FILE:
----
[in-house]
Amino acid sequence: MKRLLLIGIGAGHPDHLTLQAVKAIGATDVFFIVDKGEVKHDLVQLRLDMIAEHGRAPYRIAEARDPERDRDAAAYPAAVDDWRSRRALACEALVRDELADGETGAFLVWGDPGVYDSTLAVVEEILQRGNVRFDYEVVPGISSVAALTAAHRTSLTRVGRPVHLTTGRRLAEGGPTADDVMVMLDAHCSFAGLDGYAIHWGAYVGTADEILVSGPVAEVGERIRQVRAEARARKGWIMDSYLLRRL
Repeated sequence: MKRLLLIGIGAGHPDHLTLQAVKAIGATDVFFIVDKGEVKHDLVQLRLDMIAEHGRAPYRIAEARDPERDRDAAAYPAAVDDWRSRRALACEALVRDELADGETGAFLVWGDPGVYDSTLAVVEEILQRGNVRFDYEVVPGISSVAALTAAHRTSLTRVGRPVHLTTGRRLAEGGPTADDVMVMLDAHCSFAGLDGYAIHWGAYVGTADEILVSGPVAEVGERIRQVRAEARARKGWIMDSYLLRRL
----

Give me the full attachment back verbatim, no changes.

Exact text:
[in-house]
Amino acid sequence: MKRLLLIGIGAGHPDHLTLQAVKAIGATDVFFIVDKGEVKHDLVQLRLDMIAEHGRAPYRIAEARDPERDRDAAAYPAAVDDWRSRRALACEALVRDELADGETGAFLVWGDPGVYDSTLAVVEEILQRGNVRFDYEVVPGISSVAALTAAHRTSLTRVGRPVHLTTGRRLAEGGPTADDVMVMLDAHCSFAGLDGYAIHWGAYVGTADEILVSGPVAEVGERIRQVRAEARARKGWIMDSYLLRRL
Repeated sequence: MKRLLLIGIGAGHPDHLTLQAVKAIGATDVFFIVDKGEVKHDLVQLRLDMIAEHGRAPYRIAEARDPERDRDAAAYPAAVDDWRSRRALACEALVRDELADGETGAFLVWGDPGVYDSTLAVVEEILQRGNVRFDYEVVPGISSVAALTAAHRTSLTRVGRPVHLTTGRRLAEGGPTADDVMVMLDAHCSFAGLDGYAIHWGAYVGTADEILVSGPVAEVGERIRQVRAEARARKGWIMDSYLLRRL